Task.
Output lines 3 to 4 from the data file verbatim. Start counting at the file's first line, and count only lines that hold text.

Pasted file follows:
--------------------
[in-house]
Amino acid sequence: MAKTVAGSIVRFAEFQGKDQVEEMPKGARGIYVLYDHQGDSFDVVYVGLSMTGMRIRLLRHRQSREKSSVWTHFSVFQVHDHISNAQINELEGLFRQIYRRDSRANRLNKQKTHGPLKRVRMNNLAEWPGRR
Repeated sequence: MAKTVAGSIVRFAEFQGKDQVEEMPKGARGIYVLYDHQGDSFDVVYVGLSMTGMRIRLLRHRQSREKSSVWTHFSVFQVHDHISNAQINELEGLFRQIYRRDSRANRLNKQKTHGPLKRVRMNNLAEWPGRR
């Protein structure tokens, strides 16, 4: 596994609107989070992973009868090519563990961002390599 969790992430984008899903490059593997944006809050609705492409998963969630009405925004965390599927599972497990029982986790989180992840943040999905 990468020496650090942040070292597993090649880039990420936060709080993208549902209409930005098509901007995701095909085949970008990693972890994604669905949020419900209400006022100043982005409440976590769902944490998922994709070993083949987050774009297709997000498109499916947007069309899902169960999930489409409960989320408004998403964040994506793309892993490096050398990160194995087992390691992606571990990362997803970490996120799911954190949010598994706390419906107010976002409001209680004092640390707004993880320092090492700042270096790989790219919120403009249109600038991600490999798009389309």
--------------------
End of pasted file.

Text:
Repeated sequence: MAKTVAGSIVRFAEFQGKDQVEEMPKGARGIYVLYDHQGDSFDVVYVGLSMTGMRIRLLRHRQSREKSSVWTHFSVFQVHDHISNAQINELEGLFRQIYRRDSRANRLNKQKTHGPLKRVRMNNLAEWPGRR
């Protein structure tokens, strides 16, 4: 596994609107989070992973009868090519563990961002390599 969790992430984008899903490059593997944006809050609705492409998963969630009405925004965390599927599972497990029982986790989180992840943040999905 990468020496650090942040070292597993090649880039990420936060709080993208549902209409930005098509901007995701095909085949970008990693972890994604669905949020419900209400006022100043982005409440976590769902944490998922994709070993083949987050774009297709997000498109499916947007069309899902169960999930489409409960989320408004998403964040994506793309892993490096050398990160194995087992390691992606571990990362997803970490996120799911954190949010598994706390419906107010976002409001209680004092640390707004993880320092090492700042270096790989790219919120403009249109600038991600490999798009389309």